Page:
2. Generalized Driver of the Present Invention
In FIG. 2, the details of the driver circuit 10 of FIG. 1 are set forth. FIG. 2 represents a generalized case wherein a plurality of backmatch impedance values ZA through ZN are provided under the teachings of the present invention. In FIG. 2, the driver circuit 10 is shown with its input signals on lines 32 and with its output connected to transmission line 70. The driver circuit 10 comprises a decode logic circuit 200 which is interconnected with drivers 210A, 210B, 210C, and 210N. Each driver 210 is interconnected to the drive data line 32C and is receptive of digital signals at a rate between DC and at least 25 MHz. The driver is conventionally available as a line driver with 3-state output such as that from Hitachi America, Ltd., 2210 O'Toole Avenue, San Jose, Calif. 94131 as Model No. HD74AC125. The three outputs are a binary zero (i.e., VOUT =0 volts), a binary one (i.e., VOUT =5 volts) and a high impedance (i.e., High Z). It is to be understood that the drivers may be identical or, in some cases, non-identical depending upon the system requirements.
The decode logic 200, to be described subsequently, receives the backmatch select signals on lines 32A. As mentioned, these signals can come from either the test vector sequencer 30 or the computer controller 20 of FIG. 1. The decode logic 200 receives the code on lines 32A and selects one or a unique combination of drivers 210. The decode logic 200 also receives a 3-state control signal over lines 32B which will be discussed subsequently.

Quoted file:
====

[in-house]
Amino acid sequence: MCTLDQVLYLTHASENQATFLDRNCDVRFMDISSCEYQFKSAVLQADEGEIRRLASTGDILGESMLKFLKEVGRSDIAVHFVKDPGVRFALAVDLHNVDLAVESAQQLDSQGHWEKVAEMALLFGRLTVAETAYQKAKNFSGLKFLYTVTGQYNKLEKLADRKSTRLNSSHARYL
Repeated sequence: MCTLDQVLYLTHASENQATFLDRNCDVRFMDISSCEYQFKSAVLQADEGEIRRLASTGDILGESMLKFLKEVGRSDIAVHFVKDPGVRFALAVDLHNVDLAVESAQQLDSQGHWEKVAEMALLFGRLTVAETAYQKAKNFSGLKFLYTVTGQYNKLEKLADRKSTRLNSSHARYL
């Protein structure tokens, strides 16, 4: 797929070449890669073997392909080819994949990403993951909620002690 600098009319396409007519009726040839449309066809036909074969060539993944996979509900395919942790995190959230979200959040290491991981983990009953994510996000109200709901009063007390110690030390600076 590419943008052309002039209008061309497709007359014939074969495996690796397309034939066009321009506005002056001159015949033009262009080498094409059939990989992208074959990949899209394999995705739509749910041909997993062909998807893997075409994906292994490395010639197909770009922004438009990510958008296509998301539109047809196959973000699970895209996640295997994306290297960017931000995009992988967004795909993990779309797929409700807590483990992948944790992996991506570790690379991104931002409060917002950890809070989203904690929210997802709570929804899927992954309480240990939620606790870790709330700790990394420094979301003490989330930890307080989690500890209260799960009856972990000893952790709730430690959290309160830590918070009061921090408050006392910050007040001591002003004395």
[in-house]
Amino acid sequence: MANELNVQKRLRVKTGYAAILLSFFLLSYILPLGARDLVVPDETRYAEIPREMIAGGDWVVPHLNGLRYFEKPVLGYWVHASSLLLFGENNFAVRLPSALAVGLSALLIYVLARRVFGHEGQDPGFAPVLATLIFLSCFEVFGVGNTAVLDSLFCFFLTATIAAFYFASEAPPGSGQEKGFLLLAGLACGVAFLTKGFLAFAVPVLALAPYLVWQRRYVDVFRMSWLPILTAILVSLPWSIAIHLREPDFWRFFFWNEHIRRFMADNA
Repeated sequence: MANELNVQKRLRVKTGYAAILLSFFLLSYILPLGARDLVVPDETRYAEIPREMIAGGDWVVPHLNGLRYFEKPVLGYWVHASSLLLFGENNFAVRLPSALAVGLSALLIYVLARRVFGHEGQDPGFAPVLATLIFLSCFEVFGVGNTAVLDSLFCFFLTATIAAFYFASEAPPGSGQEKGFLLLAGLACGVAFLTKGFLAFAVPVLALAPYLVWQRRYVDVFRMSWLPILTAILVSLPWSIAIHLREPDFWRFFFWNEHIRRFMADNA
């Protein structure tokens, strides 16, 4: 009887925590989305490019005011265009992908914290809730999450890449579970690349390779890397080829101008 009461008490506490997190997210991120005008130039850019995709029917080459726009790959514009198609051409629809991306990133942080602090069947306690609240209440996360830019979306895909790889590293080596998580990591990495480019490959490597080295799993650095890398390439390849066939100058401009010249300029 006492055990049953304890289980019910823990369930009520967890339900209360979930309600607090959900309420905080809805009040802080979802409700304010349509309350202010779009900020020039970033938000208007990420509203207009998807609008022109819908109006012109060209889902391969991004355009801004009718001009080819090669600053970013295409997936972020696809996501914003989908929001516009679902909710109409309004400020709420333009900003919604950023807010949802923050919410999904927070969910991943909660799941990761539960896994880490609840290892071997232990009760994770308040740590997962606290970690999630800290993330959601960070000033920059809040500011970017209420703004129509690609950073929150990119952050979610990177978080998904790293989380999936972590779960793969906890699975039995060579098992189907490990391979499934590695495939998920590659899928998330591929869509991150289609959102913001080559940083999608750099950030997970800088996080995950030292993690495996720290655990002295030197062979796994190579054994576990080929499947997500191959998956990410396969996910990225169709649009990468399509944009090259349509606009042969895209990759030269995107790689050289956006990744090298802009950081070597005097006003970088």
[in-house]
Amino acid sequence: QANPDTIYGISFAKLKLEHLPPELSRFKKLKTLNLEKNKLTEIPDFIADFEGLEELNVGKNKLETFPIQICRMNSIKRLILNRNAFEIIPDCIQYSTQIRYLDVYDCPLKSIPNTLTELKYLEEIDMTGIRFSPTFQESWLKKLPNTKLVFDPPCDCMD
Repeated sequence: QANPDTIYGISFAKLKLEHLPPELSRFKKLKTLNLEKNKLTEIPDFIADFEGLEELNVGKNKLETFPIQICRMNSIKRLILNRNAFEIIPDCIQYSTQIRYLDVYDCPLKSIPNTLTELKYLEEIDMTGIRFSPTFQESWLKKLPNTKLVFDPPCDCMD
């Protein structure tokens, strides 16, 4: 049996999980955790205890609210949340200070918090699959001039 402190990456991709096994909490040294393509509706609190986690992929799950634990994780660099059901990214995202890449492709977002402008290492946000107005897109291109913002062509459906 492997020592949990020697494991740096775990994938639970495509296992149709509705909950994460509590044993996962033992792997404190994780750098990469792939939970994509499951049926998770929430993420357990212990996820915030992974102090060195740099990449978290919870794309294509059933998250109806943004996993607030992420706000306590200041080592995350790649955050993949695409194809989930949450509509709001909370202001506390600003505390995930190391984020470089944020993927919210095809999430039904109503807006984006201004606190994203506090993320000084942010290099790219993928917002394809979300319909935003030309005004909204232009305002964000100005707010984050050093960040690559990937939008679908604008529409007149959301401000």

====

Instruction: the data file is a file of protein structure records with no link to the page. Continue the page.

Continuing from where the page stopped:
Each driver 210 is interconnected with a unique impedance ZA through ZN. Typically, each value of impedance Z is different. In addition, each impedance Z is interconnected with a common impedance ZCOM whose output is connected to the transmission line 70. The use of ZCOM is optional and need not be present.
It is to be expressly understood that any number of drivers 210 can be utilized under the teachings of the present invention. Furthermore, the impedance Z can be of differing or of the same values, and can be any real or complex impedance.
If driver 210A is activated, then the data on line 32C is driven onto the transmission line 70 through the following backmatch impedance: ##EQU1## where ZBM =Backmatch impedance
If two drivers 210A and 210B are activated, then the data on line 32C is driven onto this transmission line 70 through a backmatch impedance which equals: ##EQU2## Hence, a number of different backmatch impedance values can be easily formatted.
3. Specific Embodiment
The configuration of FIG. 2 is the general case and in FIG. 3, a specific implementation of the present invention is set forth.